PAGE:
Saturday, 14 February 2015

How do we *know* that God is Love; and what are the implications (or, some of them)? (Reference to Nirvana)

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There is more than one way that we may come to know that God is Love; but ultimately there should be an experience of personal revelation leading to a choice which can become personal conviction; this also confirmed by the authority of people (and books etc) that personal revelation tells us is valid. 

It seems to me that the clear and repeated (and new, clear, unambiguous) message of Jesus in the Gospels is that 'God is love' first-and-foremost; and that love is primary; and I think the rest of the Bible needs to be understood by that principle - even when (as in the Old Testament) the people of the time sometimes understood it differently.

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The main reason I have come to favour and believe Mormon theology, is that it has gone further than any other to base itself upon God being essentially loving (including being prepared to follow-through the necessary implication that this must mean a less-than-omnipotent God); and how this implies a universe ultimately based-on relationships between personages/ agents; and I can see how this has worked-out and continues to unfold in practice over the past 180 years.

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Now that I am personally convinced of the nature of God as love; then whenever I come across something in life, history or the Bible which seems to contradict this (such as the descriptions of Hell which apparently make it into everlasting and agonizing punishment inflicted on Man for the sins of Adam and Eve - i.e. God inflicting infinite and total punishment for a finite and partial transgression) then I know that this is a human misunderstanding of what is really going-on.

Even when I cannot (at present) think of a coherent alternative explanation which preserves the essentially loving nature of God; then I trust that there is such an explanation: if only I knew more and was more intelligent.

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As an immature and rather weak and only partly-good child of God I cannot expect to know everything; nor can anybody.

But we can all trust our loving Father; and indeed only a (wholly) loving Father is worthy of total trust - even if His powers necessarily are limited and constrained; and even if He may be capable of mistakes.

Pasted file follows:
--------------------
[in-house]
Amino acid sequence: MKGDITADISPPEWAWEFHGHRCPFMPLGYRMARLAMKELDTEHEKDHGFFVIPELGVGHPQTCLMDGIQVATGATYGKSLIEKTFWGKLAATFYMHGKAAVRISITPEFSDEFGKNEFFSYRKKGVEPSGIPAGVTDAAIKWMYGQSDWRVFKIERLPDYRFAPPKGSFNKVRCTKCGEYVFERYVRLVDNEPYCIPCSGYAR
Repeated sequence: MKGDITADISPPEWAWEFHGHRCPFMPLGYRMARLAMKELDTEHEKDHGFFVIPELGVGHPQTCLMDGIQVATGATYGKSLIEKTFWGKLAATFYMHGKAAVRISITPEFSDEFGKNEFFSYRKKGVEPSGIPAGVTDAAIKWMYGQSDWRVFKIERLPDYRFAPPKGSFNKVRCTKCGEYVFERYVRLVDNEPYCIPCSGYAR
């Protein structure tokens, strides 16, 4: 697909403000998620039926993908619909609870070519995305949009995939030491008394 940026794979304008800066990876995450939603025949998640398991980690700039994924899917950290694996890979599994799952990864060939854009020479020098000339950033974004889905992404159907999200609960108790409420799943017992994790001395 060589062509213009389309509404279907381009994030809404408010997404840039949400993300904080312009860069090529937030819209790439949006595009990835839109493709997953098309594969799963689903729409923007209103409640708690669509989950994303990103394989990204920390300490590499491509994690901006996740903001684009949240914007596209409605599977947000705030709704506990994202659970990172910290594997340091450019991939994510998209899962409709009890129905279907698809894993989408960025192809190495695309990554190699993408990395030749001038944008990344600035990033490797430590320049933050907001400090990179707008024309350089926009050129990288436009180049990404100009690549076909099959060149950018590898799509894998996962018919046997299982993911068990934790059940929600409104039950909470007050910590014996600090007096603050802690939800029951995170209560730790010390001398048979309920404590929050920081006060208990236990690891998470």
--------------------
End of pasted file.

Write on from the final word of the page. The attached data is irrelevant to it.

Over the long run of eternity, because God does indeed love us wholly, and is indeed of immense power and intelligence (immense being too small a word!) - He will heal us of any and all sufferings and sorrows (heal us, but not make it as if we never had suffered).

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I don't really understand how Christ's atonement did this for us (I cannot imagine the process; I have not had that revelation) except that Christ's incarnation, death and resurrection was done for us - for our healing; but also it was done for Christ's own ability to heal us. Christ had to become Man in order to be able to heal us, somehow it enabled him to do what could not otherwise have been done.

(But not because of satisfying the demands of divine 'justice'! That is a silly and cruel pseudo-explanation, although often well intentioned.)

Anyway, at some deep level of how reality 'works', personally undergoing the sequence of incarnation, death and resurrection was necessary to Christ's power to save us.) It seems clear that it is also necessary that if we hope to follow Christ, we too must go through this same process.

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But the whole thing is voluntary, chosen, at every major step. So if (having died) we do not wish to follow Christ and become his friend - then we can have (or can experience) an impersonal and seemingly-timeless bliss in absorbed awareness of the good-ness of ultimate reality (i.e. Nirvana) - for as long as we wish to experience it, which might be forever.

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I assume that some people (some pre-mortal spirits) chose this fate instead of choosing to be incarnated on earth, and I think we too can - after having experienced incarnation and death - decide to return to this Nirvana 'state of being (but perhaps as resurrected Men rather than discarnate spirits) instead of progressing further in divine-human relationships - we can, as it were, choose to live in a state of abstract love, rather than personal love.

This is not what God hopes from us as an ideal; otherwise there would not have been any reason or necessity for incarnation, death and resurrection(and I think this aspect of mortal life as therefore having been 'futile' is sensed by Nirvana seeking religions).

But our loving Heavenly Father would not 'force upon us' a relationship with him which could only truly be chosen, and with the only alternative being Hell.

God, as our wholly-loving father, deeply and wholly wants us each to be happy; so He allows us to choose this Nirvana despite that this choice negates the reason for us originally having chosen incarnate mortality - while hoping always that at some point in eternity we may choose to 'wake-up' and resume spiritual progression as a resurrected person living in loving relationships with other resurrected persons.

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(That's how it seems to me - in very broad principle; but the details are filled-in by reasoning, and are surely more-or-less inaccurate.)

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